If you’ll indulge me, I’ll throw in a second question on a somewhat different topic. Some of the workouts will ask you to stand when the narrative calls for climbing or an attack. However, particularly when the workout is at reduced intensity, there isn’t enough resistance to stand on the pedals and remain stable. In such instances I remain seated and focus on the target power and cadence. I assume that this is an acceptable adaptation from a training perspective?

I agree on your approach to standing / staying seated. That is what I do. I believe I read elsewhere in the forum that SUF was looking at the stand instructions and may revisit those.

I know he asked about ERG mode, and it’s specifically ERG I’m talking about. I assume you’ve never used ERG mode?

If, say, you’re doing 90rpm and 300W and then suddenly increase your cadence to 100rpm, for a brief period you’ll probably do something like 320-330W until the trainer changes. In accordance with your cadence change, then it’ll go back to 300W.

If you’re doing 300W at 90rpm and shift into an easier gear your cadence will suddenly jump but because the flywheel will still be at a relatively similar speed your power output won’t change from 300W much.

You’ll just need to trust me, and try it :wink:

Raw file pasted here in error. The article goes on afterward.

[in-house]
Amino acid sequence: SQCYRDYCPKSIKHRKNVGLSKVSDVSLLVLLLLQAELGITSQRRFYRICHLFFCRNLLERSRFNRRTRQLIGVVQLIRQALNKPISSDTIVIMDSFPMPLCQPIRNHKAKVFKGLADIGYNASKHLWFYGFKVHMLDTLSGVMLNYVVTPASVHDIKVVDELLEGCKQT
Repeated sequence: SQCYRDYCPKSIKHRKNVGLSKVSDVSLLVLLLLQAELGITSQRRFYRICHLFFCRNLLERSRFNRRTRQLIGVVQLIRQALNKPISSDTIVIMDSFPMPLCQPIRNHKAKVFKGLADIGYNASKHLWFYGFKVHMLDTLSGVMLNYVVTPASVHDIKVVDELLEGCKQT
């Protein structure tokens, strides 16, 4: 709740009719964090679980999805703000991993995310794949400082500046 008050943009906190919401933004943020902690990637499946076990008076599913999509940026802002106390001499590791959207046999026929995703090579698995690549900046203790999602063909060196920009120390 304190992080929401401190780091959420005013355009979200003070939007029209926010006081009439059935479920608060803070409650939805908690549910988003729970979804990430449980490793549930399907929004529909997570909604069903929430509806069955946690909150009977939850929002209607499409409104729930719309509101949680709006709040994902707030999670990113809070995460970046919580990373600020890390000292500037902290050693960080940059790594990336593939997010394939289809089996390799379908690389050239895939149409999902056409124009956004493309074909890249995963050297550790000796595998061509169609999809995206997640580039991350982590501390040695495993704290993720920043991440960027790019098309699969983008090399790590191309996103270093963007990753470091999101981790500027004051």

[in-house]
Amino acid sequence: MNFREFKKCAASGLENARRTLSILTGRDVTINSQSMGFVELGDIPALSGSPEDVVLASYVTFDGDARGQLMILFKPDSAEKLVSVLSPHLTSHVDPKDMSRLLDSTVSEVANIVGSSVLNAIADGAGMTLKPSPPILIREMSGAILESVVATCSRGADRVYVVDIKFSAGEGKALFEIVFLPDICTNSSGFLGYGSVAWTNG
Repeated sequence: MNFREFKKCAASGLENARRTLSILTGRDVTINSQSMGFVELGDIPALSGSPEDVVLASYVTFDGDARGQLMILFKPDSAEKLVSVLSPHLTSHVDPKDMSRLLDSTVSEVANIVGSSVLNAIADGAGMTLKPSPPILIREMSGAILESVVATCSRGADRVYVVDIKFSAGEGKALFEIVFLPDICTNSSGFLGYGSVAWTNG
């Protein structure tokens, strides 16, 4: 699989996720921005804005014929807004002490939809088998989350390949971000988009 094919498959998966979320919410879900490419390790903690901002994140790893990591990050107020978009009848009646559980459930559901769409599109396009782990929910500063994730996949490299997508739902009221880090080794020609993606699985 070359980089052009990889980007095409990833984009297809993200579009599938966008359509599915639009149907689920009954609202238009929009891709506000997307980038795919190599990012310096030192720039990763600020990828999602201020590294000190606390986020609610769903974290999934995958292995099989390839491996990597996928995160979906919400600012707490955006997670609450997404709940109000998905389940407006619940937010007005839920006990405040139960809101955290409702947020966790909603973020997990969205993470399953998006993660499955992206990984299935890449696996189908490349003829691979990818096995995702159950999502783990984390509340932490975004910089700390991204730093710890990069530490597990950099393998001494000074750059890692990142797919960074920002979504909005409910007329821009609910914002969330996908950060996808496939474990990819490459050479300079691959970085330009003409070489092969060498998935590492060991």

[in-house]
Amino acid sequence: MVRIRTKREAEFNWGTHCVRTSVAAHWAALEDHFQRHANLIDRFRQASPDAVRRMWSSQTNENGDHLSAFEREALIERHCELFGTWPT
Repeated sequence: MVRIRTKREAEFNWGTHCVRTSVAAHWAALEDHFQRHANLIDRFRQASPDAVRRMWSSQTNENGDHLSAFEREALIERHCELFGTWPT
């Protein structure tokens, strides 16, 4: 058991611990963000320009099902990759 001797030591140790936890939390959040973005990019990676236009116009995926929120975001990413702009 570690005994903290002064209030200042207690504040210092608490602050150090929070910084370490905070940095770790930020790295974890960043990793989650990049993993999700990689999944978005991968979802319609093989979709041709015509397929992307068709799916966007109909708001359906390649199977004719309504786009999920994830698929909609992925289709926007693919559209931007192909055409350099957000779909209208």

I shift in ERG mode sometimes to deal with cadence. It may only have an effect for a few seconds but that may be all you need.

Also gear choice can affect ERG as well. Here is a helpful article from Wahoo

ERG Mode and Gear Selection

@Ross you can accuse me of being a naive beginner but assuming that I’ve never used ERG mode is a bit patronising

I can accept that my kickr in erg mode takes a while to adapt to an increase in cadence. That’s why I “step on it” at the last moment. It makes the transition easier. If something, somewhere registers a surge I can live with it. It’s the next few minutes I’m mostly worried about

Apologies @Salsa for the distraction. My simple answer stands. Go up to the new cadence at, or very near, the end of the countdown

I didn’t mean to be patronising. Try shifting gears instead of ramping up just before. Can make it a nicer experience overall in my opinion.

Thanks for the reference to the article on ERG mode and gear selection. Just the kind of nerdy detail that I was looking for :grin:

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Sure - also check out Shane Miller’s video on the subject of gearing in ERG mode. I experimented recently with The Shovel - using 52/14 versus 39/14 and it was noticeably different…

Shane Miller - ERG Mode Gearing Video

This approach sounds good for a large cadence increase at the same power level to avoid that transient spike in power.

But when power is also increasing for the next interval (as it most often is with higher cadence) I think changing to a lower gear just makes it slower for the trainer to ramp up to the higher power level.

Personally I just leave it in a middle rear gear on the small chainring when in ERG and ramp my cadence up smoothly before the transition point and then the trainer only has to worry about increasing power (if applicable). Of course I do feel an increase in power as I ramp up my cadence, but that feels quite natural anyway.